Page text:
The Good, the Bad, and the Ugly Sides of Logging

Sustainable logging minimizes the impact of paper manufacturing on our forests

| May-June 2002

Many years ago I had a conversation with my stepson Leif’s Waldorf School teacher. He told me about dealing with a student who, in a fit of pique, kicked a door. Instead of disciplining him, the teacher asked him to study the door: Could he count the rings in the wood? How old was the tree? What kind of tree was it and what kind of process did it take for it to become a door? The point, he said, was to elicit reverence and respect and prevent such mindlessness in the future.

That conversation ultimately led me to help create the Waldorf School that my children attended; my husband, Eric, now teaches there. And it was, in part, that conversation that led me to a sustainably managed forest in northern Maine last fall. As we investigated more environmentally benign sources of paper for the magazine, I became obsessed with learning about how trees become paper. So I called Roger Milliken, an old friend who has been managing 100,000 privately owned acres of forest for 20 years, to arrange a visit. In a way, it felt like a pilgrimage of gratitude for the many acres of trees we have consumed during 18 years of publishing Utne Reader.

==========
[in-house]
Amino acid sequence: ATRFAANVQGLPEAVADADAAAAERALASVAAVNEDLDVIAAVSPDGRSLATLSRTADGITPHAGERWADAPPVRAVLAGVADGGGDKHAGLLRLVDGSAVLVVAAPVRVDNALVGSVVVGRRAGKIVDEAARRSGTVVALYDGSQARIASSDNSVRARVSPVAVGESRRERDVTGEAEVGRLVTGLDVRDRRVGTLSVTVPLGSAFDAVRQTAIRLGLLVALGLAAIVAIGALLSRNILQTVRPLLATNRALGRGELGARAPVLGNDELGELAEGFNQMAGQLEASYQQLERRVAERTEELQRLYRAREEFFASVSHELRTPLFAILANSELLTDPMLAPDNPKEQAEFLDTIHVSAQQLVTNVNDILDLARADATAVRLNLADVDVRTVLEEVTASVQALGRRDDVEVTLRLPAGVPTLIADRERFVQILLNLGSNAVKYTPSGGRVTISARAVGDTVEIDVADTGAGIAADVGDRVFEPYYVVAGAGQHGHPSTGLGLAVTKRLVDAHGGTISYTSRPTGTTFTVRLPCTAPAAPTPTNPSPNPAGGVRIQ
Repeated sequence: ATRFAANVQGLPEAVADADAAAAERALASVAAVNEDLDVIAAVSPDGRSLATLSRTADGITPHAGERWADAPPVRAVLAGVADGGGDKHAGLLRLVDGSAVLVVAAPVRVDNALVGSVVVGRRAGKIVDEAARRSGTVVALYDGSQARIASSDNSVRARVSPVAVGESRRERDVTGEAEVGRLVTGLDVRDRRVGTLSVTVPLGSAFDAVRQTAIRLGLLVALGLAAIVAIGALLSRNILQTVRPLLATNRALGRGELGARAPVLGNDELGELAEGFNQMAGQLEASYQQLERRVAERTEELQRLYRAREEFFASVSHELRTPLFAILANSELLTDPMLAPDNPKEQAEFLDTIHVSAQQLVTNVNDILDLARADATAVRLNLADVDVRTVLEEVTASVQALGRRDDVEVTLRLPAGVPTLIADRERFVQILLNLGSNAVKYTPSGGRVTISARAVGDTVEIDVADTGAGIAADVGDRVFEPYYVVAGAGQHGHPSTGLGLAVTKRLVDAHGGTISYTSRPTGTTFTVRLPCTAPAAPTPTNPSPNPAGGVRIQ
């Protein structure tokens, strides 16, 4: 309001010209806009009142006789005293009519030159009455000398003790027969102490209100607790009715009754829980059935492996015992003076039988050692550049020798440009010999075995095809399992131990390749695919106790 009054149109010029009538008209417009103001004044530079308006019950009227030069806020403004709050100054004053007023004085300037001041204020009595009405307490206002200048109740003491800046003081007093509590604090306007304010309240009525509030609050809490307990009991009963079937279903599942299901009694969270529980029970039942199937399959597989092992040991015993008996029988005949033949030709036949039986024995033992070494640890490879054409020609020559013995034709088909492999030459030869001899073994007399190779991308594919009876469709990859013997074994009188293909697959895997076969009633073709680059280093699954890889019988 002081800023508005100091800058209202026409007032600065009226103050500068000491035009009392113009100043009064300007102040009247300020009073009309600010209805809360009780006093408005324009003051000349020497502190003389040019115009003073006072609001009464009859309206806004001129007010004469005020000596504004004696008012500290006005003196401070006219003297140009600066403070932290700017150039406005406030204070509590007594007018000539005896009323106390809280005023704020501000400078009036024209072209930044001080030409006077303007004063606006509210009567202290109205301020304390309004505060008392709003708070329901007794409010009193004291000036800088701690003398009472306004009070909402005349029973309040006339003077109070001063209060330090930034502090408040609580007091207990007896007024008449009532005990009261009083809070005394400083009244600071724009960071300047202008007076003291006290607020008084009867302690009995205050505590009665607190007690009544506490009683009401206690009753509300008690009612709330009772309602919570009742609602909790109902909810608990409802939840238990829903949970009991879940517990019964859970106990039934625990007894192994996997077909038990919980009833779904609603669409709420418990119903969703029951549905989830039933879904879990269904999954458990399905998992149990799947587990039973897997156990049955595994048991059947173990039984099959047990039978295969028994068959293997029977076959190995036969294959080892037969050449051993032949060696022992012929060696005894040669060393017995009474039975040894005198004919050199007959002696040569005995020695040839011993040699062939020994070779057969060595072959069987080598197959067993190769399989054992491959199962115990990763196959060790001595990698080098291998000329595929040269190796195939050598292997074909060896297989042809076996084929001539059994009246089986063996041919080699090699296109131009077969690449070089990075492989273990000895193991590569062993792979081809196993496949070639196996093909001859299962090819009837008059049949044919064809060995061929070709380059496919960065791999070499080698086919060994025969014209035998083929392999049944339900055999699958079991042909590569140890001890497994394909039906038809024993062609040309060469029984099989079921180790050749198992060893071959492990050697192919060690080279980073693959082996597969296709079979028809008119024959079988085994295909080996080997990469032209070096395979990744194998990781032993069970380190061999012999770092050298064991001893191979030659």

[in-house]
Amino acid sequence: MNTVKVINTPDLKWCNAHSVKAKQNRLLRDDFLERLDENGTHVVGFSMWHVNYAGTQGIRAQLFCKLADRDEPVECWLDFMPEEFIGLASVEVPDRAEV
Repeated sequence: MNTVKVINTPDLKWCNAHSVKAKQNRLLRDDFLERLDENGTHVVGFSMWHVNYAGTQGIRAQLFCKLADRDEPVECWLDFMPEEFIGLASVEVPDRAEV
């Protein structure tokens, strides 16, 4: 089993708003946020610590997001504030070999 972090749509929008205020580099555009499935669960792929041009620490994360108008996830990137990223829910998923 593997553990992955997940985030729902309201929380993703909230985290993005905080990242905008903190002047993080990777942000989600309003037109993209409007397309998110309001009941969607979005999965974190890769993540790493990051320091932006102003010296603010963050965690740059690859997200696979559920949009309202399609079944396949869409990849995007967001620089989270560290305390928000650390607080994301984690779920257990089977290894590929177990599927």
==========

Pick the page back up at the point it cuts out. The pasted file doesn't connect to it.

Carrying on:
I was astonished by the balancing act Roger and his woodlands manager, Brian Higgs, routinely perform: from siting roads and bridges, to understanding growing cycles and predators, to planning for bio- and vertical diversity; to monitoring the markets for all the grades and species and matching that with the maturity of the trees and the timing for the several stages of thinning—and thinking about all of this in the context of 100-year cycles.

I saw a state-of-the-art Swedish logging machine, which looks like something for outer space exploration and which minimizes scarification of the land and leaves the nutrients from 'delimbing' on the forest floor. Then we saw neighboring land that had been logged in the conventional way with what is called a feller buncher—a tree cutter that rides on bulldozer-like treads. More than 20 percent of the land logged in this way is so compacted by the machinery that trees will not grow for decades.

Roger’s initial connection to this land comes from writing about its history. Out of that sense of story and place comes the passion for his work. Part of what Roger sees as sustainable management means educating the children who will be the next generation of owners. Toward that end, the kids camp on the land. “I want them to understand that this is a real place, and to develop a relationship with it, so they won’t make decisions just based on the financial bottom line,” he said. “The interests of the forest and expected corporate rates of return won’t always coincide.”

Sprinkled among the pages of this issue is paper from some of the first rolls produced by a Wisconsin mill that is committed to producing the highest post-consumer-waste recycled paper possible and is bringing us closer to our goal of using domestically produced, environmentally benign paper. Oddly enough, as the price of recycled paper has dropped, so has the demand. And now that we are beginning to walk our talk, we are glad to say that we are joining with the Independent Press Association and the Paper Project in urging the more than 1,500 publications in our alternative press database to help create a stronger demand for recycled paper. See pages 12 and 18 for more on paper.

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